Many people consider ‘Boardwalk Empire,’ which won Golden Globes and Primetime Emmys, to be the most historically accurate television series ever made. The story is set in the 1920s in New Jersey and centers on Enoch “Nucky” Thompson, the treasurer and political figure of Atlantic City who is the brains behind all the corruption and is in contact with gangsters and criminals alike while appearing innocent and morally upright in public during the Prohibition Era in the 1920s and 1930s. An all-star cast, well-layered performances, the involvement of Martin Scorsese, a thrilling plot, bloodshed, a faultless screenplay, and an epic power struggle are the key ingredients in this critically and commercially successful project. More can be asked when we have a better version of ‘Spartacus,’ albeit a modern and engrossing one.
4. True Blood (2008-2014)
To be fair, the blood is splattered in a different pattern. As Sookie, Anna Paquin plays the vampire in this seven-season long TV series. In this world, vampires and synthetic blood is completely acceptable, and the Vampires have fast-forwarded to fight against their own rights instead of looking at humans or animals to prey on. While trying to make sense of the strange happenings around her, Sookie falls in love with a vampire, which changes the ecosystem even more. “True Blood” is today’s “Spartacus,” with plenty of steamy sequences, bordering on homophobic stereotypes, and a healthy dose of violence.
3. Vikings (2013-Present)
With Ragnar Lothbrok at the helm, ‘Vikings’ is mostly ‘Spartacus,’ sparing the geographical and mythological differences. Now to the touted series of the intimidating Norsemen (or rather, Norse Gods) of Scandinavia. ‘Vikings’ depicts the vastness of the Viking empire, the sieges of France and Britain, and the attacks on their adversaries, as well as the religious, social, and political inclinations of the Vikings and, most importantly, the valour and righteousness of the people of the dark ages, despite the fact that it contains many fictional additions and leaves little to the history or imagination of the viewers. Because of this, “Vikings” does not have as many explicit sexual depictions as, say, “Spartacus,” but it still has a relatable plot with plenty of feudal strife and plenty of blood splattered everywhere.
2. House of Cards (2013-Present)
‘House of Cards’ had the potential to be one of the greatest television shows of all time if it weren’t mired in controversy. When Congressman Frank Underwood became President of the United States, he had a chilling and edgy demeanor that had us all enraged and gritting our teeth in retaliation. It is revealed that Frank’s wife, Claire, shares his cunning, insatiable desire for power, and as the series progresses, Frank uses every trick in the book and resorts to becoming President of the United States, which he achieves in season three. Thrilling moments of suspense include murder, sexual advances, political betrayals, and a deep, dark undertone throughout this critically acclaimed series.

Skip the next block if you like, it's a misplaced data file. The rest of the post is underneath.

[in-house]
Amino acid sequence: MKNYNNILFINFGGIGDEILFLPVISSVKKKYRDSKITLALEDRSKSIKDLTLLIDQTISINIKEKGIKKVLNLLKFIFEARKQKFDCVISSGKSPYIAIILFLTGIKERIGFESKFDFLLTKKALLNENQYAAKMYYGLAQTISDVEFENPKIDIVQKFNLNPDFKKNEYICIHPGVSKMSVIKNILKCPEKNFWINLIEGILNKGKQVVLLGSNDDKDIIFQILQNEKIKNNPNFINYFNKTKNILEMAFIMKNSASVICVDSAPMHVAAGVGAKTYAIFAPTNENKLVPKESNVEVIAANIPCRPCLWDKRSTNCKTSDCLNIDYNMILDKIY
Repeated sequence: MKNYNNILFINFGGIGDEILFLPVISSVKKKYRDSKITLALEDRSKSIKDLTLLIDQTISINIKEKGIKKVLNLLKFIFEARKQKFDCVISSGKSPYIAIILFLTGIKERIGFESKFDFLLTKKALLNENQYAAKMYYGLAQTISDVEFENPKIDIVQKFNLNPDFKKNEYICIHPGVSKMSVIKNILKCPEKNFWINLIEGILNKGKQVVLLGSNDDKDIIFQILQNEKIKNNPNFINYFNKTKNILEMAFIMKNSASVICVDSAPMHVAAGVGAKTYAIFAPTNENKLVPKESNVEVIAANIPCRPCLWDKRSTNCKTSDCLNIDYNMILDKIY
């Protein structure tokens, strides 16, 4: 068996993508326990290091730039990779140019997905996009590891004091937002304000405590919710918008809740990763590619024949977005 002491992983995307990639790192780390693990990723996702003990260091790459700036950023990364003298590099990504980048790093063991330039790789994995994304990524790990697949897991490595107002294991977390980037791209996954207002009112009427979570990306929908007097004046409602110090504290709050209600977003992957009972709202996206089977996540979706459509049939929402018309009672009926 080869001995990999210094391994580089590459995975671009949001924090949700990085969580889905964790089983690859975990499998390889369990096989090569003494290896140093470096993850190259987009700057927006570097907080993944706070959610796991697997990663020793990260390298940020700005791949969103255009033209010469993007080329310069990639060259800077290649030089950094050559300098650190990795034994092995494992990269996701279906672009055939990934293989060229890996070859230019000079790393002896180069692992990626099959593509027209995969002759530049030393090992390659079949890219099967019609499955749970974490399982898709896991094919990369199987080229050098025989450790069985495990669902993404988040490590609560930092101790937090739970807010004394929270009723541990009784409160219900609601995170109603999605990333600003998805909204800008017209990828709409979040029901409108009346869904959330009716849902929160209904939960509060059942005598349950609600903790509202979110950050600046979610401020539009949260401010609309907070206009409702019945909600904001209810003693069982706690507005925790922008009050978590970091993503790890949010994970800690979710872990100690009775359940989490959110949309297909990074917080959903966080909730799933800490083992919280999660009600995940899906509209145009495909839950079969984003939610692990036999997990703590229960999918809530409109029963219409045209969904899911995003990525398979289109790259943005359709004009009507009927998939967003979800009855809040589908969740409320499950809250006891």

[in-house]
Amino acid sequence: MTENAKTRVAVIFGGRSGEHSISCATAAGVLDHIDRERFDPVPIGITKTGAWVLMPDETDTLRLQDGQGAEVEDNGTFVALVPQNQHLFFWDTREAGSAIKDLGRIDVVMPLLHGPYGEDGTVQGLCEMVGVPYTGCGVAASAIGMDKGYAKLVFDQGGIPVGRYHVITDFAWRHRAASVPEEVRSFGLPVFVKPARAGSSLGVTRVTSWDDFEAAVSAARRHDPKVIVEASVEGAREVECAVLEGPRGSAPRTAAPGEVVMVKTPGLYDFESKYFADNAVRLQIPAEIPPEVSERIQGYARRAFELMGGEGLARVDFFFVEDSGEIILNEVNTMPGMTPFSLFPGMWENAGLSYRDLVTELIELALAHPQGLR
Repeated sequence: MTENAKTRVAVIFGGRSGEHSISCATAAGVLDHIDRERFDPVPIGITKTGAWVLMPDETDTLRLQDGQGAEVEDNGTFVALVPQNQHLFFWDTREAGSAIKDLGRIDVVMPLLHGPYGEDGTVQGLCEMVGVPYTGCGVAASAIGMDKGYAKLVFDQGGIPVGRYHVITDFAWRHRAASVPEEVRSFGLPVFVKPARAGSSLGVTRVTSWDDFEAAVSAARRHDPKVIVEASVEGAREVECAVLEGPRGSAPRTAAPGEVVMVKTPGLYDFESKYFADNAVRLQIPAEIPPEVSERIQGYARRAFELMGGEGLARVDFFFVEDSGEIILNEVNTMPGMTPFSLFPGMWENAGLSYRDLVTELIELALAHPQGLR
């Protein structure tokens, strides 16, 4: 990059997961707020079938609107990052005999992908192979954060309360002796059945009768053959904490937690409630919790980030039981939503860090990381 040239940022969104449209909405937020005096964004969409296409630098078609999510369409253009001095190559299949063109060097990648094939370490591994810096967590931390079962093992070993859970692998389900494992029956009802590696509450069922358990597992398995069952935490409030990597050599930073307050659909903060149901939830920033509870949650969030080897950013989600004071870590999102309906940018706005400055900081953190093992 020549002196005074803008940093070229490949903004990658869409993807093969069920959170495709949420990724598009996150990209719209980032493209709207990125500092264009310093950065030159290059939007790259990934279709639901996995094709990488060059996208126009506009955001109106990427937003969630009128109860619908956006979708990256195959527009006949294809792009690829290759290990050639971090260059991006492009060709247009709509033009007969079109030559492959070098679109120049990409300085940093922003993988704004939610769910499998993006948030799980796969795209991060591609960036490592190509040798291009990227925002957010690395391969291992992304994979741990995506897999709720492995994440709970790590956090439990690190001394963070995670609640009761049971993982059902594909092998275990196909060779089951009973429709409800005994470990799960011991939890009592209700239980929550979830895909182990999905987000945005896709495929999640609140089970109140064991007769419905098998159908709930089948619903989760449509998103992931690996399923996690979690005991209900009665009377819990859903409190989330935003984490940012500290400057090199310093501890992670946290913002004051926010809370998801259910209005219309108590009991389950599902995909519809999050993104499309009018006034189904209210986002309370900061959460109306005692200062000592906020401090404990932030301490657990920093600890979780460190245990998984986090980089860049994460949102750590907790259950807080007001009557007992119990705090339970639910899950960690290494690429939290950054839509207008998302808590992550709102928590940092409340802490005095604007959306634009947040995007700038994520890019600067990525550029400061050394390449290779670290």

1. Game of Thrones (2011-Present)
This was a no-brainer: the best TV show of all time. No matter how popular a show may be, when it comes to coherence, dramatization, dialogues and other aspects of the show like music and storyline, there’s a clear winner. With each new episode, ‘Game of Thrones’ has not only raised the bar for other television shows, but it has also raised the bar for itself, and it has been sitting atop those new standards with an apparent ease. ‘Game of Thrones’ is the epitome of all power struggles leading to a single Iron Throne and numerous takers, with all the stories interwoven in such an intricate and impeccable manner that it would be impossible for one to choose a side at any juncture.
And that’s before we even get to the shocking deaths, breathtaking battle scenes, double standards, political implications, fantasy, gore, and character depths that we all know about (like “Battle of the Bastards” and “The Spoils of War”). There has always been more to ‘Game of Thrones’ than just a show on TV; it’s a phenomenon. And there’s a century-defining television series in the works. I’m crossing my fingers.